Pay special attention to the balance between absolute freedom and “controlled chaos.”

Ornette Coleman’s style would come to be called “free jazz.” Some critics linked his sound with the struggle for civil rights. Nevertheless, as one critic put it:

The free jazz movement sprang from musical sources, not social forces. . .were there free jazz players who made music to express anger over civil rights struggles? Yes. . . Did [all of them] abandon [traditional jazz] chord changes because of the civil rights-related anger? No. The free-form approach came first. Were there avant-garde musicians who protested via music without abandoning preset chord changes? Yes. Charles Mingus was one (for instance, “Original Fables of Faubus,” with lyrics about Orville Faubus, the segregationist governor of Arkansas.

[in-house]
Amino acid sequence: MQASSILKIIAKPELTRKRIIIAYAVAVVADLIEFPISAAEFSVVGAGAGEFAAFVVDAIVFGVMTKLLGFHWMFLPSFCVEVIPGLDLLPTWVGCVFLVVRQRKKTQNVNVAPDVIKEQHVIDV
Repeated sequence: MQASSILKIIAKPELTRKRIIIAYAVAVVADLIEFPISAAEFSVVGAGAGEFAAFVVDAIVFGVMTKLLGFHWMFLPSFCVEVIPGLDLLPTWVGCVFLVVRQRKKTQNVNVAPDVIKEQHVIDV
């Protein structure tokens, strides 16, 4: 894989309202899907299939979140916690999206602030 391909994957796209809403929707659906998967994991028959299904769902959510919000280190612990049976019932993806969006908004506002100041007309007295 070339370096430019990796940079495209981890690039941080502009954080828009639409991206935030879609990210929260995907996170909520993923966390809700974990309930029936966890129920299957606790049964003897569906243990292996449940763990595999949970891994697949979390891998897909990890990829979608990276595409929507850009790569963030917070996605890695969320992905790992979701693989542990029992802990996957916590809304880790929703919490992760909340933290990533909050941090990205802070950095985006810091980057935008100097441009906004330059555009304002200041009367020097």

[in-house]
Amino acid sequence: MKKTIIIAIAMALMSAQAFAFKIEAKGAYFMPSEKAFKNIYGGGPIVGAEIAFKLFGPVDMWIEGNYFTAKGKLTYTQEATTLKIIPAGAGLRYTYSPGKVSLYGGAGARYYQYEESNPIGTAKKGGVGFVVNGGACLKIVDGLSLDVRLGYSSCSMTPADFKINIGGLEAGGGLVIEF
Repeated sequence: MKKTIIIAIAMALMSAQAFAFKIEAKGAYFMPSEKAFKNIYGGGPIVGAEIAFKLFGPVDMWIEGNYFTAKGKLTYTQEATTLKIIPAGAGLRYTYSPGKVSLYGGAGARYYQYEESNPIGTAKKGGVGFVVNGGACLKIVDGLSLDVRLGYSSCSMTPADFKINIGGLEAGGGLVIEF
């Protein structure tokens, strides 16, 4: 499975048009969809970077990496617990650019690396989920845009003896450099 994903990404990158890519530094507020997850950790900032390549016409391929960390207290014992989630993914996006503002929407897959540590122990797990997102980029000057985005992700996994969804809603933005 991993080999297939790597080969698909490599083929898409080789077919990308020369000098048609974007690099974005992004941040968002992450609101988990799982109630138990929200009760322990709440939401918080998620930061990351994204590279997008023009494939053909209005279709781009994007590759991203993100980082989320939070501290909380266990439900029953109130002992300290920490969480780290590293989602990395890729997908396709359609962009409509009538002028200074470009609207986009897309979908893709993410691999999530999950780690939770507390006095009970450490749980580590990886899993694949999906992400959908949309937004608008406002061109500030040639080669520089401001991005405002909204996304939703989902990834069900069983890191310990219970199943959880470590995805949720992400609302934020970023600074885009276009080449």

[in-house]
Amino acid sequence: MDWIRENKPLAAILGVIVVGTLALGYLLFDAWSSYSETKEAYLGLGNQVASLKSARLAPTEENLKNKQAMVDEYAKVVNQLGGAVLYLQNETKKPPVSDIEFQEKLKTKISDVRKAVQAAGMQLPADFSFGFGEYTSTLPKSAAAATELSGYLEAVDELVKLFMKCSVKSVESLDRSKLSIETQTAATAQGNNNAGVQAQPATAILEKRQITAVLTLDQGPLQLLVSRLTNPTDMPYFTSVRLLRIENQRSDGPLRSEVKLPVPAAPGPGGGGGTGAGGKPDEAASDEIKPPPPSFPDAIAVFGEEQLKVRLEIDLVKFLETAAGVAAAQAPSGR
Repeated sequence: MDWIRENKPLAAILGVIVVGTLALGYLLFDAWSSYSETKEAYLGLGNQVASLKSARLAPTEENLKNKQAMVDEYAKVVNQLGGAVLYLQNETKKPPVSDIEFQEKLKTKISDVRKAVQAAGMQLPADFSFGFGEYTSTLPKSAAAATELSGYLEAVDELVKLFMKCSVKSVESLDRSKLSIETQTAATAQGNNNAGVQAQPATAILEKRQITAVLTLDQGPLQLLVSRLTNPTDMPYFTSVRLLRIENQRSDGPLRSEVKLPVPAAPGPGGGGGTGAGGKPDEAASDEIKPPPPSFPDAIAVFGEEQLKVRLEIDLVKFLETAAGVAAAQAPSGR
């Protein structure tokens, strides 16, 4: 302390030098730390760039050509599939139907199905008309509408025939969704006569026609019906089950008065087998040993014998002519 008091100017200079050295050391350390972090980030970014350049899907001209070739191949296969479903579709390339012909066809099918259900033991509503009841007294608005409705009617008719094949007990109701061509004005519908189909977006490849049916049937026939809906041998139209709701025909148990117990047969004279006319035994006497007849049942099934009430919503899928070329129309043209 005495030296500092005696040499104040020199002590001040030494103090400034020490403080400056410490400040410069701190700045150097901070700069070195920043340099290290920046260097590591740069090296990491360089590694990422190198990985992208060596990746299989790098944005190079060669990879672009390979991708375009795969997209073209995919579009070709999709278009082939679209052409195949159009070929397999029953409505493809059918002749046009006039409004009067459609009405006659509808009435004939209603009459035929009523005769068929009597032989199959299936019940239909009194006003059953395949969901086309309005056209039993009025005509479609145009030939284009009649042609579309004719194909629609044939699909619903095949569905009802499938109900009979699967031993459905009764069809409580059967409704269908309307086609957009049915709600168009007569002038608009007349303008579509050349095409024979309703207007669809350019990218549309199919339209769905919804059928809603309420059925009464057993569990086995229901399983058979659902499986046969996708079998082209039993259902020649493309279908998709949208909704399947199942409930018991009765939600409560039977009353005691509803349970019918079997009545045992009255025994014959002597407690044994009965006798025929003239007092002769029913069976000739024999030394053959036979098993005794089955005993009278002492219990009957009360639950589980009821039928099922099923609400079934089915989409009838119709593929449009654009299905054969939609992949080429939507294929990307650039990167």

Nevertheless, pianist Mal Waldron, who played with Mingus

was . . . eager to embrace the new freedoms [of free jazz]. As [Waldron] saw it, they went hand in hand with being a black musician in the era of civil rights. The bar lines in a song were, he recalled, like “going to jail for us.” “We were talking about freedom, and getting out of jails…. So everyone wanted to escape from that.”

What is Hip?

A playlist/watchlist/reading list to accompany your reading by Scott Saul from his book Freedom Is, Freedom Ain’t: Jazz and the Making of the Sixties.

  1. Oscar Brown, Jr.: “But I Was Cool”
  2. Lenny Bruce:
  3. Norman Mailer’s essay “The White Negro,” published in Dissent in 1957.
  4. One of the “jazz” excerpts from Jack Kerouac’s beat novel, On the Road: